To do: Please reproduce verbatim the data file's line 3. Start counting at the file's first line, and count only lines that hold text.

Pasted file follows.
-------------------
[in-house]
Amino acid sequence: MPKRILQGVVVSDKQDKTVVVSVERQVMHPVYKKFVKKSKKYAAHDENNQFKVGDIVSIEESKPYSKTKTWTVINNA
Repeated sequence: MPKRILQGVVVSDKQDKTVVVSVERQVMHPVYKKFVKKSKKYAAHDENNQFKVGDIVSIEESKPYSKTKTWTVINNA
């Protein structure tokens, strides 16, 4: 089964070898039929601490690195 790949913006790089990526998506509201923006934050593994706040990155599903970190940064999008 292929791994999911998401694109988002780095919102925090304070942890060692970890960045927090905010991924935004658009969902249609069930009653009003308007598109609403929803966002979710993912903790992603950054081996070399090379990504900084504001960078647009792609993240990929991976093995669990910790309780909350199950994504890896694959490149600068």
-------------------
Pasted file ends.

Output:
Repeated sequence: MPKRILQGVVVSDKQDKTVVVSVERQVMHPVYKKFVKKSKKYAAHDENNQFKVGDIVSIEESKPYSKTKTWTVINNA